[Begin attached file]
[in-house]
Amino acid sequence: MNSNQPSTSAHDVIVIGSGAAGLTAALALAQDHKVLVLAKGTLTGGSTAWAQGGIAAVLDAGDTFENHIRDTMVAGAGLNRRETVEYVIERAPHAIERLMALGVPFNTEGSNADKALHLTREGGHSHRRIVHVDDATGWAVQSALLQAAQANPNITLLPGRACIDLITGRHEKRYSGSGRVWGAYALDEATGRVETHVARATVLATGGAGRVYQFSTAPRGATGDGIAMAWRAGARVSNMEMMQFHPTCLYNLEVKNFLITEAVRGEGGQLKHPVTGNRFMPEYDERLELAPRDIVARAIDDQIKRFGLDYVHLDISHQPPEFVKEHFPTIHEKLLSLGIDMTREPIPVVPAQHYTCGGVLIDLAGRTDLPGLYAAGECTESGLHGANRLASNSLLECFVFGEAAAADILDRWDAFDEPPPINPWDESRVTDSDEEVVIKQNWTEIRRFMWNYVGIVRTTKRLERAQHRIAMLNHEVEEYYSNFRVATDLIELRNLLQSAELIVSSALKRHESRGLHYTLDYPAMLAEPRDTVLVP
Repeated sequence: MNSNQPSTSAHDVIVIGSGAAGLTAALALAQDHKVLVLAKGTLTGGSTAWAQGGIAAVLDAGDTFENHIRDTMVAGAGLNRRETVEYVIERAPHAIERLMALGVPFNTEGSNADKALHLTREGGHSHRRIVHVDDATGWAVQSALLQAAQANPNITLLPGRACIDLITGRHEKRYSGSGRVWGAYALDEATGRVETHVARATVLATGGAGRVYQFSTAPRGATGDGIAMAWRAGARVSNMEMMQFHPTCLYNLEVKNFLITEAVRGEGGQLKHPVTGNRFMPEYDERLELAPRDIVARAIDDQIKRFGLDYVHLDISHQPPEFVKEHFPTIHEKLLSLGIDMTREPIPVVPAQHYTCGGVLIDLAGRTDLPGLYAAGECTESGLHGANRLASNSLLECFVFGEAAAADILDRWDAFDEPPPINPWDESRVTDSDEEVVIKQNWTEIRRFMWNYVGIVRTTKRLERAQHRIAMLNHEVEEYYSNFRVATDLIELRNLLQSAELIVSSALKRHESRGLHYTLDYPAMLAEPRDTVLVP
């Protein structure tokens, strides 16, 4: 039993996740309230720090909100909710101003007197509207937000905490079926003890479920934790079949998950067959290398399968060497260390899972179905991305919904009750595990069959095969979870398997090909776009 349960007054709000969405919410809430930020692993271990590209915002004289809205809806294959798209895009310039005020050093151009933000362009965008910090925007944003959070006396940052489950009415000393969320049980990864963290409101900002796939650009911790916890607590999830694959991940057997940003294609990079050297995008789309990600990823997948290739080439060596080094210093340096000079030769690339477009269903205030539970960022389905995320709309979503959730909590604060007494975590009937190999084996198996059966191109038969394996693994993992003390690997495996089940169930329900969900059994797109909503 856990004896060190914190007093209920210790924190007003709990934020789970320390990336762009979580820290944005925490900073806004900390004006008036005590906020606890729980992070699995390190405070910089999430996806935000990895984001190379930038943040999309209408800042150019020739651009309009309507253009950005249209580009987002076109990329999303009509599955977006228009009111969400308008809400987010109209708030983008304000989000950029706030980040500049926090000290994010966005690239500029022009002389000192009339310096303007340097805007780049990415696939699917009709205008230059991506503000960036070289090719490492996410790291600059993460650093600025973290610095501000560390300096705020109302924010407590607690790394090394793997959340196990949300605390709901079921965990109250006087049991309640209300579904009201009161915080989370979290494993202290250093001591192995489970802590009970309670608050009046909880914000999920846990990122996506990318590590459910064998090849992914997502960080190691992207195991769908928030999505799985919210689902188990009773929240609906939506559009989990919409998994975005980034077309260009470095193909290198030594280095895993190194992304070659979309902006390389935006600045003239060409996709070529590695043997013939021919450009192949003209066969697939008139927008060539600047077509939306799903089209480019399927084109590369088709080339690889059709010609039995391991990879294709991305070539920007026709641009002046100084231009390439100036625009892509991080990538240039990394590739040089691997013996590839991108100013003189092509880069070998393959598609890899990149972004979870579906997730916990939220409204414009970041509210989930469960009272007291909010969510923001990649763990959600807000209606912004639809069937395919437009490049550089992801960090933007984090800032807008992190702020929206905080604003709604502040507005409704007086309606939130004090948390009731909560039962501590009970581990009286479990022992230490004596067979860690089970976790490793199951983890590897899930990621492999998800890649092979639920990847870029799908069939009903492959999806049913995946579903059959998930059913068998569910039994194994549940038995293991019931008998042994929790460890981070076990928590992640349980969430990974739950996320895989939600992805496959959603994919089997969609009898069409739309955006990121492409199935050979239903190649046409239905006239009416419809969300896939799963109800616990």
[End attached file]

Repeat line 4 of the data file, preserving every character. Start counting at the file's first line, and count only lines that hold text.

């Protein structure tokens, strides 16, 4: 039993996740309230720090909100909710101003007197509207937000905490079926003890479920934790079949998950067959290398399968060497260390899972179905991305919904009750595990069959095969979870398997090909776009 349960007054709000969405919410809430930020692993271990590209915002004289809205809806294959798209895009310039005020050093151009933000362009965008910090925007944003959070006396940052489950009415000393969320049980990864963290409101900002796939650009911790916890607590999830694959991940057997940003294609990079050297995008789309990600990823997948290739080439060596080094210093340096000079030769690339477009269903205030539970960022389905995320709309979503959730909590604060007494975590009937190999084996198996059966191109038969394996693994993992003390690997495996089940169930329900969900059994797109909503 856990004896060190914190007093209920210790924190007003709990934020789970320390990336762009979580820290944005925490900073806004900390004006008036005590906020606890729980992070699995390190405070910089999430996806935000990895984001190379930038943040999309209408800042150019020739651009309009309507253009950005249209580009987002076109990329999303009509599955977006228009009111969400308008809400987010109209708030983008304000989000950029706030980040500049926090000290994010966005690239500029022009002389000192009339310096303007340097805007780049990415696939699917009709205008230059991506503000960036070289090719490492996410790291600059993460650093600025973290610095501000560390300096705020109302924010407590607690790394090394793997959340196990949300605390709901079921965990109250006087049991309640209300579904009201009161915080989370979290494993202290250093001591192995489970802590009970309670608050009046909880914000999920846990990122996506990318590590459910064998090849992914997502960080190691992207195991769908928030999505799985919210689902188990009773929240609906939506559009989990919409998994975005980034077309260009470095193909290198030594280095895993190194992304070659979309902006390389935006600045003239060409996709070529590695043997013939021919450009192949003209066969697939008139927008060539600047077509939306799903089209480019399927084109590369088709080339690889059709010609039995391991990879294709991305070539920007026709641009002046100084231009390439100036625009892509991080990538240039990394590739040089691997013996590839991108100013003189092509880069070998393959598609890899990149972004979870579906997730916990939220409204414009970041509210989930469960009272007291909010969510923001990649763990959600807000209606912004639809069937395919437009490049550089992801960090933007984090800032807008992190702020929206905080604003709604502040507005409704007086309606939130004090948390009731909560039962501590009970581990009286479990022992230490004596067979860690089970976790490793199951983890590897899930990621492999998800890649092979639920990847870029799908069939009903492959999806049913995946579903059959998930059913068998569910039994194994549940038995293991019931008998042994929790460890981070076990928590992640349980969430990974739950996320895989939600992805496959959603994919089997969609009898069409739309955006990121492409199935050979239903190649046409239905006239009416419809969300896939799963109800616990």